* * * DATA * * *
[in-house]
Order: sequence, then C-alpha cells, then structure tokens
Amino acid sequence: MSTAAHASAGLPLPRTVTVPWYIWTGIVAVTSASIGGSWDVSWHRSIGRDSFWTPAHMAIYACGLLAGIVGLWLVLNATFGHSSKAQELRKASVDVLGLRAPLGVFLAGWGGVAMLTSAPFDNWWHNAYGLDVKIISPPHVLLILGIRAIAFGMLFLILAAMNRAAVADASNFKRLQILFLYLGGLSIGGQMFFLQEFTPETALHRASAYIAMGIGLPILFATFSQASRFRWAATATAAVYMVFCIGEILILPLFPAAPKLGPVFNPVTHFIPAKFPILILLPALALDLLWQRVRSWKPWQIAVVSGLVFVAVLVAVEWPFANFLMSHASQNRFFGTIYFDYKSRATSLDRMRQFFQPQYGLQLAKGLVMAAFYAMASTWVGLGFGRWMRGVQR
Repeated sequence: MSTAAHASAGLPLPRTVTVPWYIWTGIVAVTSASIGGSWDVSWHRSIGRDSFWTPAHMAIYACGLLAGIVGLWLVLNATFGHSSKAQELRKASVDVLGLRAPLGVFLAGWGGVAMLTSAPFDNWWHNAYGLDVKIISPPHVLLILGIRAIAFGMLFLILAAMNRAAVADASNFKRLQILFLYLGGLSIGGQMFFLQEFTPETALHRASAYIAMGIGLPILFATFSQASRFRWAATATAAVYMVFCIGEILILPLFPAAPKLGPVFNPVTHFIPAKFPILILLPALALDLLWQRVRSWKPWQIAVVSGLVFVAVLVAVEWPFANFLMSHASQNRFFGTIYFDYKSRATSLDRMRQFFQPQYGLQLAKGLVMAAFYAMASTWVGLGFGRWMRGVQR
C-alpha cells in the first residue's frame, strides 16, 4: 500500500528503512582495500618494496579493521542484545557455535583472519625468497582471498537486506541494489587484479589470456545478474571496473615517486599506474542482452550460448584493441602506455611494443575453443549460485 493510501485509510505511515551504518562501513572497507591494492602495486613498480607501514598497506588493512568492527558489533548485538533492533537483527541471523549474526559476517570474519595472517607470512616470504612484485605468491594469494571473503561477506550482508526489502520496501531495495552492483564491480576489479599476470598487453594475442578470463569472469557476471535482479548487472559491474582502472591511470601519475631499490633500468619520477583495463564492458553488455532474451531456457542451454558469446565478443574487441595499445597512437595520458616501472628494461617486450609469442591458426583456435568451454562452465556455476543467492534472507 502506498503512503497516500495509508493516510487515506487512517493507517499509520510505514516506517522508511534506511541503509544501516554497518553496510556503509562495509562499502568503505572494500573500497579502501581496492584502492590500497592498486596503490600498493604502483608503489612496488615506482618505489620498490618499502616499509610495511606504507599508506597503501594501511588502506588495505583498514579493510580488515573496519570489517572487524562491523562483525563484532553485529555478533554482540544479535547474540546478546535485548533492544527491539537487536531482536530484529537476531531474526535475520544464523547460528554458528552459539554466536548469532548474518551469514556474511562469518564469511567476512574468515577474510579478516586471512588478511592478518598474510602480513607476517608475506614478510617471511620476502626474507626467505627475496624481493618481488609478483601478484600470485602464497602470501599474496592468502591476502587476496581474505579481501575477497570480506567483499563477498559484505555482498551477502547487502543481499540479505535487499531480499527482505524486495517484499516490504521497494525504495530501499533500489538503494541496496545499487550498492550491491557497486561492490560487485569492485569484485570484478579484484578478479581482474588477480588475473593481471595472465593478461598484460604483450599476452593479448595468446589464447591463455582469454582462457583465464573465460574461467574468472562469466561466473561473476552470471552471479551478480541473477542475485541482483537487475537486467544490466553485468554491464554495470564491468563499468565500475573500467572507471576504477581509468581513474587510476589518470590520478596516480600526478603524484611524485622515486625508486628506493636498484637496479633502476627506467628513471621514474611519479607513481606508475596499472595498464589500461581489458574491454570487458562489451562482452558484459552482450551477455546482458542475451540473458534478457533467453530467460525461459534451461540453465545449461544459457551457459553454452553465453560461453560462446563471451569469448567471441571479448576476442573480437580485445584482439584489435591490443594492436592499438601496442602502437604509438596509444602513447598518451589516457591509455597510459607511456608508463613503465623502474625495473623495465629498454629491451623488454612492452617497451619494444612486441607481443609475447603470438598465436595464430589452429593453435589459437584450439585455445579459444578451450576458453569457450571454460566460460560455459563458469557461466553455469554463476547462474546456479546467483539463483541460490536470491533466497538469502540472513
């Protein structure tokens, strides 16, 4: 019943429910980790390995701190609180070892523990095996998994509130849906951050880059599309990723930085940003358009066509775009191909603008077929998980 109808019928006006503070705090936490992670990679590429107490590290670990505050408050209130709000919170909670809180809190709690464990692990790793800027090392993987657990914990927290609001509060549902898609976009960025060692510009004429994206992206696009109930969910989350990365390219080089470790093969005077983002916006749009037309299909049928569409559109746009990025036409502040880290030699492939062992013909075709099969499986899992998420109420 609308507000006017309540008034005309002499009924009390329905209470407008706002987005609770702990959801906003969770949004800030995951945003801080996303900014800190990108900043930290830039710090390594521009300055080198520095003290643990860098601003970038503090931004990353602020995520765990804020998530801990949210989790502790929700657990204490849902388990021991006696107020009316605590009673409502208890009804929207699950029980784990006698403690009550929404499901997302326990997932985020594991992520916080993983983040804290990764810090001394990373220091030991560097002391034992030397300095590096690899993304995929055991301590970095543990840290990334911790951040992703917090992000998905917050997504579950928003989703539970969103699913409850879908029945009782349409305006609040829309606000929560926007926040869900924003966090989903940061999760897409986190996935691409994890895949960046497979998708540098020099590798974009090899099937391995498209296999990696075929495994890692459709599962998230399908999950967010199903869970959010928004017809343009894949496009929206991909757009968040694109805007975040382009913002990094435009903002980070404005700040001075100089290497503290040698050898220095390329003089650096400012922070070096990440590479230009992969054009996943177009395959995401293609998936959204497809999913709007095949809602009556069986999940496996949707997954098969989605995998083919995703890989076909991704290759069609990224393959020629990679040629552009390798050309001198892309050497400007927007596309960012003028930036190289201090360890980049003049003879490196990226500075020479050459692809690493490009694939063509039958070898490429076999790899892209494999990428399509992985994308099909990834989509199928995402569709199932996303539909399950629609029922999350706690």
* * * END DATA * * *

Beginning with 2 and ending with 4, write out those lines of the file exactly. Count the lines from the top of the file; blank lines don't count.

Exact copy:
Order: sequence, then C-alpha cells, then structure tokens
Amino acid sequence: MSTAAHASAGLPLPRTVTVPWYIWTGIVAVTSASIGGSWDVSWHRSIGRDSFWTPAHMAIYACGLLAGIVGLWLVLNATFGHSSKAQELRKASVDVLGLRAPLGVFLAGWGGVAMLTSAPFDNWWHNAYGLDVKIISPPHVLLILGIRAIAFGMLFLILAAMNRAAVADASNFKRLQILFLYLGGLSIGGQMFFLQEFTPETALHRASAYIAMGIGLPILFATFSQASRFRWAATATAAVYMVFCIGEILILPLFPAAPKLGPVFNPVTHFIPAKFPILILLPALALDLLWQRVRSWKPWQIAVVSGLVFVAVLVAVEWPFANFLMSHASQNRFFGTIYFDYKSRATSLDRMRQFFQPQYGLQLAKGLVMAAFYAMASTWVGLGFGRWMRGVQR
Repeated sequence: MSTAAHASAGLPLPRTVTVPWYIWTGIVAVTSASIGGSWDVSWHRSIGRDSFWTPAHMAIYACGLLAGIVGLWLVLNATFGHSSKAQELRKASVDVLGLRAPLGVFLAGWGGVAMLTSAPFDNWWHNAYGLDVKIISPPHVLLILGIRAIAFGMLFLILAAMNRAAVADASNFKRLQILFLYLGGLSIGGQMFFLQEFTPETALHRASAYIAMGIGLPILFATFSQASRFRWAATATAAVYMVFCIGEILILPLFPAAPKLGPVFNPVTHFIPAKFPILILLPALALDLLWQRVRSWKPWQIAVVSGLVFVAVLVAVEWPFANFLMSHASQNRFFGTIYFDYKSRATSLDRMRQFFQPQYGLQLAKGLVMAAFYAMASTWVGLGFGRWMRGVQR